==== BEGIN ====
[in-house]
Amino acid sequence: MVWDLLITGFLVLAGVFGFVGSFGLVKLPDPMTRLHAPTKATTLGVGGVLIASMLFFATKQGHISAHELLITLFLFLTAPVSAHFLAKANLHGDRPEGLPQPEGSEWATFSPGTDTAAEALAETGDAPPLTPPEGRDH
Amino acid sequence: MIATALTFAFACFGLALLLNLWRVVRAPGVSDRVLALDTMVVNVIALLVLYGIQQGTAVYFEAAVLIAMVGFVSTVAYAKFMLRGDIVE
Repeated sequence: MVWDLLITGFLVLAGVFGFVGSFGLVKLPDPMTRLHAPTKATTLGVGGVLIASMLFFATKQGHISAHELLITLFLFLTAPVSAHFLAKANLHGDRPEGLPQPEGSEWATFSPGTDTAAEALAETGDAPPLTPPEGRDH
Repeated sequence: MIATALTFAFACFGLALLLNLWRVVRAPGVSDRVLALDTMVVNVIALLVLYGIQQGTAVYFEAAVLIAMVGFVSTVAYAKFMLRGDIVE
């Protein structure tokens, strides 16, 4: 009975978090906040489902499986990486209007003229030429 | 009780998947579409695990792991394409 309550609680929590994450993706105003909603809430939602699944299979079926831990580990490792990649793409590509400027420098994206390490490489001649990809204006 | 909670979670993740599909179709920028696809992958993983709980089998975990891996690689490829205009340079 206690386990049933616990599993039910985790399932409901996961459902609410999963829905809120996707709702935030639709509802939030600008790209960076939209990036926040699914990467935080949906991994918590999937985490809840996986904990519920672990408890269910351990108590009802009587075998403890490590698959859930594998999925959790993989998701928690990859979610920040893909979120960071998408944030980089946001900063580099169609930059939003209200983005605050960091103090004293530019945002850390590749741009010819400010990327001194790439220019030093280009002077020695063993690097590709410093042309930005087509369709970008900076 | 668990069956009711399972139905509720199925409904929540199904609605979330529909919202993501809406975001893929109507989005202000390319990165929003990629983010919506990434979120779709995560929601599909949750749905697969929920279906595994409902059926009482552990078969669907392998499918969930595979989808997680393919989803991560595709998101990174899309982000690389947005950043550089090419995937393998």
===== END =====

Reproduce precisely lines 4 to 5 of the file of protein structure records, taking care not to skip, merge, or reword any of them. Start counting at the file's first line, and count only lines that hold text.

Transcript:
Repeated sequence: MVWDLLITGFLVLAGVFGFVGSFGLVKLPDPMTRLHAPTKATTLGVGGVLIASMLFFATKQGHISAHELLITLFLFLTAPVSAHFLAKANLHGDRPEGLPQPEGSEWATFSPGTDTAAEALAETGDAPPLTPPEGRDH
Repeated sequence: MIATALTFAFACFGLALLLNLWRVVRAPGVSDRVLALDTMVVNVIALLVLYGIQQGTAVYFEAAVLIAMVGFVSTVAYAKFMLRGDIVE